Captain Phillips: Tom Hanks Goes to Sea

captain-phillipsThere are two top-rank performances in “Captain Phillips,” the new Paul Greengrass movie. One is by Tom Hanks, and it’s a striking reminder of what a meticulous and affecting actor this most likable of Hollywood stars still is. The other, by Barkhad Abdi, is a wonderful surprise. Abdi, born in Somalia and raised in Minnesota, never has acted before. When he and three friends heard about an open casting call for the movie in Minneapolis (a city with a large Somali community), they turned out to audition for the parts of Somalian pirates; to their own amazement, they got hired. Now we see that Abdi is a natural — a performer with an undeniable gift who holds his own in every one of his many scenes with Hanks. The sense of discovery in watching him is one of the most pleasurable aspects of the movie.

Greengrass, a man committed to documentary tone (as was evident in his great 9/11 film, “United 93,” and in his two “Bourne” pictures), naturally went to sea to make this seafaring movie. He shot most of it on the rolling Mediterranean swells around Malta (his signature hand-held camerawork sways with the waves), and the sequences of waterborne action and feats of navigational composition, which must have been exhaustingly difficult to achieve, are marvels of location filmmaking.

The movie is based on the well-known true story of Capt. Richard Phillips (played by Hanks), whose abduction by pirates in 2009 ignited a sensational high-seas standoff between his captors and the U.S. Navy. Greengrass gives us a few introductory scenes set in Vermont to establish Phillips as an unexceptional family man (Catherine Keener cameos as his wife) who’s uneasy about his latest job. He’s on his way to Oman to ferry a load of cargo to Kenya on an American-run vessel called the Maersk Alabama. The trip will take him down along the coast of Somalia, which is what worries him; it’s an area infested with a new breed of pirates, whose successful demands for multimillion-dollar ransoms have become a costly annoyance for international shipping concerns. (Phillips’ decision to pass closer to shore than recommended outraged several members of his 20-man crew, who subsequently filed a lawsuit against the Maersk’s operators.)

The pirates are a scourge, but the movie’s script, by Billy Ray (whose most recent feature credit is “The Hunger Games”), illuminates the miserable circumstances that have turned them into marauders. In the Somalian fishing town of Eyl, we see a tribal elder directing the selection of amateur pirates. Many are just teenagers. Their country has been brutalized by an unending civil war, and foreign trawlers have illegally vacuumed up the fish from their coastal waters, leaving these young fishermen unemployed and desperate.

On board the Maersk Alabama, Hanks’ captain, in roomy khakis and a trim salt-and-pepper beard, sees two pirate skiffs coming up from behind. He executes some clever defensive maneuvers, but after an excitingly well-constructed action sequence, four pursuers manage to board his ship. (Commercial vessels at the time were prohibited from carrying defensive weapons; the pirates were brandishing AK-47s.) Two of the pirates (Barkhad Abdirahman and Mahat M. Ali) are young and nervous; a third (Faysal Ahmed) is a khat-chewing hothead who’s clearly dangerous. But the group’s leader, a man named Muse (Abdi), is something else. He’s sly and suspicious, and Abdi, with his skeletal face and unreadable eyes, projects an unsettling menace at first, before slowly opening up his character to reveal more conflicted emotions.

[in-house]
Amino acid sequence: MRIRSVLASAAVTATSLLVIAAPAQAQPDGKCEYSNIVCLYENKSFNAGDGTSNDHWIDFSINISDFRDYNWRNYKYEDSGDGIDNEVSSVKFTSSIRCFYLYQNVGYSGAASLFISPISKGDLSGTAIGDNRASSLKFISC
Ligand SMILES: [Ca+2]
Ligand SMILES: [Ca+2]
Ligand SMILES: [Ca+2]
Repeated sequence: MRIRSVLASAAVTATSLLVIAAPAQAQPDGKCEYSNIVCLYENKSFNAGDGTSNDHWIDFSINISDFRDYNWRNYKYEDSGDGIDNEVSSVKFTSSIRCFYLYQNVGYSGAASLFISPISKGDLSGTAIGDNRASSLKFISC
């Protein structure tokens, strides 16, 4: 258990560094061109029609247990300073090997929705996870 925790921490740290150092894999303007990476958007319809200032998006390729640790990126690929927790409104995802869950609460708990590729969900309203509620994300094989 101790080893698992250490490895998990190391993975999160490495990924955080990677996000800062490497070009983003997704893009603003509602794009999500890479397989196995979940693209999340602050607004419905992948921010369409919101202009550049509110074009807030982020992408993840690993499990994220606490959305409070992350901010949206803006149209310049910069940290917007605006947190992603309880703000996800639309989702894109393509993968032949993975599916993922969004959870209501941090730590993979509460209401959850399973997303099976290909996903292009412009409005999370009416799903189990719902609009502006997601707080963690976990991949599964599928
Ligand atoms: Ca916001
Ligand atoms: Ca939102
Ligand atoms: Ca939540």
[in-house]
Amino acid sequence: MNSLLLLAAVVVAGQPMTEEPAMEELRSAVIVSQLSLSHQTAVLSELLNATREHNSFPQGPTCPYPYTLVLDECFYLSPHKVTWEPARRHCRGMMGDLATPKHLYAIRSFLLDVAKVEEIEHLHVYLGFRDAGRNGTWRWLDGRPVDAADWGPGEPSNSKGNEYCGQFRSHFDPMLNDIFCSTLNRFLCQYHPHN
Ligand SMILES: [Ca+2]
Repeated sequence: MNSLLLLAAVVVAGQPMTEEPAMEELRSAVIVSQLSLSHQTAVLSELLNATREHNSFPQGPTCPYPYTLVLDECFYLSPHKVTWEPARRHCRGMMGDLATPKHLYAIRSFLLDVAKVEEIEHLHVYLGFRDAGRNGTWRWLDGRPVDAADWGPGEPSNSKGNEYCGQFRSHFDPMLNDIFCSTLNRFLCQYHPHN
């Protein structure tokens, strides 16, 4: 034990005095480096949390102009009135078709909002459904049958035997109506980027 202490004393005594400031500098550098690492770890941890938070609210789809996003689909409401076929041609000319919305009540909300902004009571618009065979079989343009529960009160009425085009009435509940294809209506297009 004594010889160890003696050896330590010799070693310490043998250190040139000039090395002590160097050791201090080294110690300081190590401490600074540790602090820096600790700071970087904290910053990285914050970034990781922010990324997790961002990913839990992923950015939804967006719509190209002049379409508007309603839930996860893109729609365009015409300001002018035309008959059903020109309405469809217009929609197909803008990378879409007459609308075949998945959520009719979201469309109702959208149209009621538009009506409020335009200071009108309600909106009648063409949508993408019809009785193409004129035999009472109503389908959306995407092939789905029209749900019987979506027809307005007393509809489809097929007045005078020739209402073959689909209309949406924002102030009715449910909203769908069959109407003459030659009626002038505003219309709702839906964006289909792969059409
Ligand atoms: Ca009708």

Greengrass cranks up considerable tension as Abdi conducts a search of the ship to locate missing crew members. When Phillips tries to buy the pirates off with cash from the ship’s strongbox, they refuse the offer; it’s millions they’ve been dreaming of. Finally, they flee in a motorized lifeboat, taking the captain with them. From this point, the movie becomes a study in claustrophobic intimacy, with Hanks charting his character’s dwindling chances of survival with little more than the tormenting uncertainty in his eyes.

From worldwide news reports of the time and from Phillips’ subsequent memoirs, we know what will ultimately happen. It’s a tribute to the director’s skill that he keeps us wondering whether this maritime confrontation will really play out the same way again.

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Chuck Briese, Oak Ridge Now

[avatar user="cbriese" size="thumbnail" align="left"] Chuck Briese has been a resident of South Montgomery County since 1988. He and his lovely and patient wife, Leslie, have six sons, with only one left to finish high school. Chuck has been a Cub Scout leader, a Little League baseball coach, a church youth leader, and a general troublemaker over the course of the past 25 years. He is obsessed with his lawn, and likes restaurants that serve food that fills up the plate. He has a tendency to tilt at windmills, which may explain why he started Oak Ridge Now.

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